Russian import restrictions may slightly boost Turkish exports

DAILY SABAH WITH AA
ISTANBUL
Published 19.08.2014 01:13
Russian import restrictions may slightly boost Turkish exports

Economists agreed that the Turkish exporters can expand their businesses in Russian market thanks to Russia's countersanctions against West

Economısts of international finance institutions agreed that the Russian economy will suffer the most due to the import restrictions placed on food products form the EU and U.S. in response to their sanctions. It is predicted that Turkey's exports will benefit from such restrictions "in a limited fashion." Both the EU and U.S. had agreed to apply new economic sanctions against Russia as a result of its stance on the crisis in Ukraine. Now that the sanctions have been extended, Russia has decided to stop importing important food products from countries that have implemented these sanctions. As a result, Turkey will assume the role as the main exporter of food products to Russia.

Experts of various international finance institutions spoke to Anadolu Agency (AA) on how the sanctions will affect the Russian economy and on the commercial and financial chances that may arise for Turkey. Analysts anticipate that the restrictions will have a deeper impact on the Russian economy than the economies of the U.S. and EU, and even if Turkey benefits from the trade gap in the shortterm, the benefits will be "limited."
Chief Economist for eurozone and Hamburg-based Emerging Markets of HSH Norbank Dr. Cyrus de la Rubia stated that now no financing is possible from the U.S. or the EU for Russian banks that are controlled by more than 12 countries, and this will have an adverse effect on Russian banks that own huge amounts of foreign credit. Answering AA's question on how Russia's cessation of food product imports from Western countries will affect the EU and U.S., Rubia noted that such restrictions will decrease the purchasing power of the ruble and in the end trigger high inflation rates, thus effecting consumption levels in Russia. Commenting on how Turkey will benefit from these sanctions Rubia said, "from an economic point of view, the export of food products from countries such as Brazil, Argentina, Uruguay and Turkey might increase however, things may evolve differently from a political point of view."

Berenberg's Senior Economist Christian Schulz underlined the fact that the EU's sanctions will increase the fragility of Russia's oil-based economy. Schulz further noted that the restrictions applied to imported food products will not have an effect on EU's economy since the export of food products from EU countries to Russia accounts for less than 0.1 percent of the gross domestic product and added, "even if some smaller Eastern European countries will be affected more, these sanctions are not crucial for the European economy." As to whether Turkey will be able to increase its commercial activities with Russia Schulz stated that if Turkey attempts to ignore EU and U.S.-imposed sanctions, there might be pressure from the West. "When various clashes in neighboring countries are considered, I don't think Turkey will risk endangering its relations with NATO's allies," said Schulz.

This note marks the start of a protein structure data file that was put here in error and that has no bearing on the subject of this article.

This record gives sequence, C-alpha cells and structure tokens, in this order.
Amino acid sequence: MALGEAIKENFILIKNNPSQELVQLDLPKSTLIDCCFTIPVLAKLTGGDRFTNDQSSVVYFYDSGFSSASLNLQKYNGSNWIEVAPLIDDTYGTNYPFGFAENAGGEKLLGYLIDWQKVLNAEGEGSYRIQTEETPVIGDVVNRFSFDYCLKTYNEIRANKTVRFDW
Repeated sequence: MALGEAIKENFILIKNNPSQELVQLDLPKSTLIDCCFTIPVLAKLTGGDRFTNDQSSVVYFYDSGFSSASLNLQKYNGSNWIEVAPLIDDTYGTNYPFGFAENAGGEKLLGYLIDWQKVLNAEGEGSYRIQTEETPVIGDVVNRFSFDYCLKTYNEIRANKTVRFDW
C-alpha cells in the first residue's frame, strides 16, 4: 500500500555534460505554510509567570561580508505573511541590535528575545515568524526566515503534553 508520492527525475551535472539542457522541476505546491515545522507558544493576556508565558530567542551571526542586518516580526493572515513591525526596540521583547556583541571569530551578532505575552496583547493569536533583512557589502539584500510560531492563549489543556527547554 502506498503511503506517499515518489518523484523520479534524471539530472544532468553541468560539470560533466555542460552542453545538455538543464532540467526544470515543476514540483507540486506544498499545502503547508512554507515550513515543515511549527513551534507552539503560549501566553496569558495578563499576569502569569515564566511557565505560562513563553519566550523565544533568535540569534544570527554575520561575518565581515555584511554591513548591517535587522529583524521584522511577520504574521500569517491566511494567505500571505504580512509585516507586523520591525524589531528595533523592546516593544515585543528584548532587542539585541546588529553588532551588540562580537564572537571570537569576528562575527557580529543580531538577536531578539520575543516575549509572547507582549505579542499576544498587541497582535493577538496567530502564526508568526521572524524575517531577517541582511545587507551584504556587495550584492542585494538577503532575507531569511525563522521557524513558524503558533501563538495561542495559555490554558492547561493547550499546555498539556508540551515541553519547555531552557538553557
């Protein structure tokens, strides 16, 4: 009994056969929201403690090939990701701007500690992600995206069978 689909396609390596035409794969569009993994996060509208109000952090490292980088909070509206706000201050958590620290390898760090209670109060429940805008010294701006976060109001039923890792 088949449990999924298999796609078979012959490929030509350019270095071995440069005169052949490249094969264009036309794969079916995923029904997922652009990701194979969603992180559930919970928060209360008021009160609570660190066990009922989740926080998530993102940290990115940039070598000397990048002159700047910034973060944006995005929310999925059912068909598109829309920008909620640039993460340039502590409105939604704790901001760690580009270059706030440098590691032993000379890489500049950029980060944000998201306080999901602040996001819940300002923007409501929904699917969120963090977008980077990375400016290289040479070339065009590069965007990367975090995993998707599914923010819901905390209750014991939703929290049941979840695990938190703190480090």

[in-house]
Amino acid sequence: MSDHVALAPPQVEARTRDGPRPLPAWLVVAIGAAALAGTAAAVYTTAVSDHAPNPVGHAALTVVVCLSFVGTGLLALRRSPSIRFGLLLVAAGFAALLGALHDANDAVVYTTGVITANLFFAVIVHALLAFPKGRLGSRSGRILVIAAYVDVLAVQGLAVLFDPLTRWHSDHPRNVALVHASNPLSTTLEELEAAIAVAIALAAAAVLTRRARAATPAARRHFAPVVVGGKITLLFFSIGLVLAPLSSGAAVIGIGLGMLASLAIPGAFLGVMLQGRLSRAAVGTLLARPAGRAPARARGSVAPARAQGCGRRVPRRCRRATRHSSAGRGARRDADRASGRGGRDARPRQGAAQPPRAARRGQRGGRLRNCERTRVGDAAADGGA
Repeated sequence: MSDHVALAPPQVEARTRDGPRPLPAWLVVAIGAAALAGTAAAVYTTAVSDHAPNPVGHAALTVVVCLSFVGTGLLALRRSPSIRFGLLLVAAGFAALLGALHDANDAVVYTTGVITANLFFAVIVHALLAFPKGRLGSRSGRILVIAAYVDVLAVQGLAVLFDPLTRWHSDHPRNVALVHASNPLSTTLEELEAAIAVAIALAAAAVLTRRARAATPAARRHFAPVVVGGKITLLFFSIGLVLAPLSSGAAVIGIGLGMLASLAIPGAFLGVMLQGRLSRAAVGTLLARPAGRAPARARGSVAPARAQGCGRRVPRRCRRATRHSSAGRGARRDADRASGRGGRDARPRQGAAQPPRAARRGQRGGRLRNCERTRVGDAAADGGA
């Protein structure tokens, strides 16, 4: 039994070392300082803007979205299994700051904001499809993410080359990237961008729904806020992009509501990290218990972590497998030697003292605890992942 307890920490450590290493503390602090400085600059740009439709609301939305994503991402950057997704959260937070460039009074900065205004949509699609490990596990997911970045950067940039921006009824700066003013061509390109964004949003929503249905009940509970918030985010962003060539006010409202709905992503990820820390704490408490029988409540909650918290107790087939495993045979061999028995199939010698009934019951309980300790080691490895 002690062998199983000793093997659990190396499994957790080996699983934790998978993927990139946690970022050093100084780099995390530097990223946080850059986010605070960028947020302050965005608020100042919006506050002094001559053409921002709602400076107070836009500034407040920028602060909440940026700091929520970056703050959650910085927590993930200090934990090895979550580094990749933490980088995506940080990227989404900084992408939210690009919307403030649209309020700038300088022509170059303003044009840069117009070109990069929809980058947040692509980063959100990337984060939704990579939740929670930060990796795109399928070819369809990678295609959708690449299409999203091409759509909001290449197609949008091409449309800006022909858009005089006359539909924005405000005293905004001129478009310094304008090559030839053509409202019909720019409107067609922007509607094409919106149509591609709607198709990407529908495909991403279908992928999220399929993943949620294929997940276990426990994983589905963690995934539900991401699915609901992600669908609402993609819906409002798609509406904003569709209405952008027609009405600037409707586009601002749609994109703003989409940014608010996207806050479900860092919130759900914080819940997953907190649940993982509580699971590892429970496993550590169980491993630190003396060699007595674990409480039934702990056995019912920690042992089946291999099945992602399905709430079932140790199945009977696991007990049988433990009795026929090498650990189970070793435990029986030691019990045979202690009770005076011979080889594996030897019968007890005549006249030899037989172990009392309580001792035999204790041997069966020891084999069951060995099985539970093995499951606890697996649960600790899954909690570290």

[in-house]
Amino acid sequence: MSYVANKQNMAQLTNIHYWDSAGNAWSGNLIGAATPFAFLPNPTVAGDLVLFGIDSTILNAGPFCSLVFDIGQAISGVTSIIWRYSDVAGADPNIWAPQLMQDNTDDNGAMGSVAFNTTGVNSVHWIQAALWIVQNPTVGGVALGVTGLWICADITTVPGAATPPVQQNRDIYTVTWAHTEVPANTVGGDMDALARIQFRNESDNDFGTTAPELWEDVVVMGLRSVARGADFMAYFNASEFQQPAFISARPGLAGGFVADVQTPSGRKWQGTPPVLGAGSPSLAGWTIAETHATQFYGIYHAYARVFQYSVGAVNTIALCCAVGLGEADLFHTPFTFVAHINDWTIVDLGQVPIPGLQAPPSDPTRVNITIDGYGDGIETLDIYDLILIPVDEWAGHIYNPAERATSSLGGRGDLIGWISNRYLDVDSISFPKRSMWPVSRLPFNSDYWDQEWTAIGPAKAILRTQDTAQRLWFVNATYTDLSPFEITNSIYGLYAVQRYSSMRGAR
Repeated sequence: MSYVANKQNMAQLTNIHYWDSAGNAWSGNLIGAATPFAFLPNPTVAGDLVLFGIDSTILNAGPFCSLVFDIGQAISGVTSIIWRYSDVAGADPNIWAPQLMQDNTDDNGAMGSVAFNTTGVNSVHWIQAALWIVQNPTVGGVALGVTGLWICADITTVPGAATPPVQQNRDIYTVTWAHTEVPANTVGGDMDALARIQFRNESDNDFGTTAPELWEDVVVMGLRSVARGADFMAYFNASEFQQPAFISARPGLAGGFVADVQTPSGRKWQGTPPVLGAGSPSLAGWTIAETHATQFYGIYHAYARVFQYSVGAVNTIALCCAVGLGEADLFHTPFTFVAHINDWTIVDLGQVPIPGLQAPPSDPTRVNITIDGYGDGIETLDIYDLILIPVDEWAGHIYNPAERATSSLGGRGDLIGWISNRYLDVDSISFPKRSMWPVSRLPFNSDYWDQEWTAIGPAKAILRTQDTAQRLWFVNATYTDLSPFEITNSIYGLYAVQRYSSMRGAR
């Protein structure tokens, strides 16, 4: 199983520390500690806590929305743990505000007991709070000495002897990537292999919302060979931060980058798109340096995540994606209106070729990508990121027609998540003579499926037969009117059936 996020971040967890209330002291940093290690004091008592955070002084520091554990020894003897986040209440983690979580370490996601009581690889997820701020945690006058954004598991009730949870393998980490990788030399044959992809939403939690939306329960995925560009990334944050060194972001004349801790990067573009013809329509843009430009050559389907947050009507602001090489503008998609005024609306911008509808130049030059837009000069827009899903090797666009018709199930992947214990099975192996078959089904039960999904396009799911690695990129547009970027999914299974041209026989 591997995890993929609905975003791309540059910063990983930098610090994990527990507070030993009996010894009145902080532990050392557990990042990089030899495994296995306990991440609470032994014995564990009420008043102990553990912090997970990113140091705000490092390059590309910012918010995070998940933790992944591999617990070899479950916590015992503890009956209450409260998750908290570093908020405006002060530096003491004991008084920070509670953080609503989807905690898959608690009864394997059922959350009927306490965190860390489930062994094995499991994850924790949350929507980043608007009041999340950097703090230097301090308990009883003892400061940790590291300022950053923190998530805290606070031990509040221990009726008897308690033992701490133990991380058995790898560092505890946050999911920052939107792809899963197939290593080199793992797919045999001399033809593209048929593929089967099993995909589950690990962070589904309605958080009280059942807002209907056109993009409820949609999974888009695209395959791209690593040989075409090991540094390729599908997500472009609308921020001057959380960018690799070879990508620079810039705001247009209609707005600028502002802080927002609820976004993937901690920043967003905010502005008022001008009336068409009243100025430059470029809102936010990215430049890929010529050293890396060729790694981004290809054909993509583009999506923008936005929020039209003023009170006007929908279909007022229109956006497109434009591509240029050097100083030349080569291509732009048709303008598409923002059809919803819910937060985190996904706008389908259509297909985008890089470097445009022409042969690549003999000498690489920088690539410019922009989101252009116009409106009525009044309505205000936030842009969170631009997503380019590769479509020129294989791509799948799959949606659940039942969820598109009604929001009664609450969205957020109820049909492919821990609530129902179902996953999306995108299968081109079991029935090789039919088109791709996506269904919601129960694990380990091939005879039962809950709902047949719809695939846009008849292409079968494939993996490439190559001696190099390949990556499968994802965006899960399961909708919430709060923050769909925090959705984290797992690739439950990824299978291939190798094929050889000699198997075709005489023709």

Netherlands-based ABN AMRO's Emerging Markets Economist Peter de Bruin also highlighted the fact that only 4 percent of exports in the eurozone go to Russia and agricultural and food products are a very small portion of these exports. Therefore, Turkey exporting food products to Russia instead of the EU will have a limited effect only on the Turkish economy. "On the other hand, the Ukraine-Russia crisis might have a negative effect on the Turkish economy since 5 percent of Turkey's exports are sent to Russia while 1.5 percent is sent to Ukraine. Since the Russian economy is stagnating and the political uncertainties continue in Ukraine, the exports to these countries might be put under restraint," added Bruin.
Berenberg's Economist for Turkey Wolf-Fabian Hungerland also stated a similar opinion and noted that Turkey mostly exports vehicles and machinery to Russia but such exports only account for 2.4 of the total vehicles imported and 1.3 percent of the total machinery exported into Russia, which indicates that Russia has other countries that may provide for its needs. "In short, Turkey's exports to Russia will increase but this won't have a major impact on the Turkish economy. It is evident that an emerging country like Turkey will benefit mostly in its agriculture and textile sectors from this situation but the general effect will be limited, especially considering that these sectors do not have an important impact on economic growth," said Hungerland.

Turkey, Serbia, Switzerland, Belarus, Brazil, Argentina and Chile were considered the most advantageous countries to benefit from the gap that will occur when Russia ceases purchase of meat products, fisheries, fruits, vegetables, milk and dairy products from the EU, U.S., Canada, Australia and Norway. However, the foreign ministers of EU countries held a meeting in Brussels recently and requested from EU candidate countries including Turkey and Serbia not to "attempt benefiting from the sanctions applied by the EU to Russia."

Further, the EU Commission is set to announce the measures it will pass for perishable fruit and vegetables for minimizing the negative impact of the "food product embargo" on related sectors. Speaking to press on the matter, İbrahim Yiğit, a Justice and Development Party (AK Party) deputy, noted that Russia's counter-sanctions can be viewed as a huge opportunity for Turkey. "I hardly think that the U.S. and EU will interfere in Turkey's trade with Russia. Even if they do it, Turkey will ignore their requests," he concluded.

Share on Facebook Share on Twitter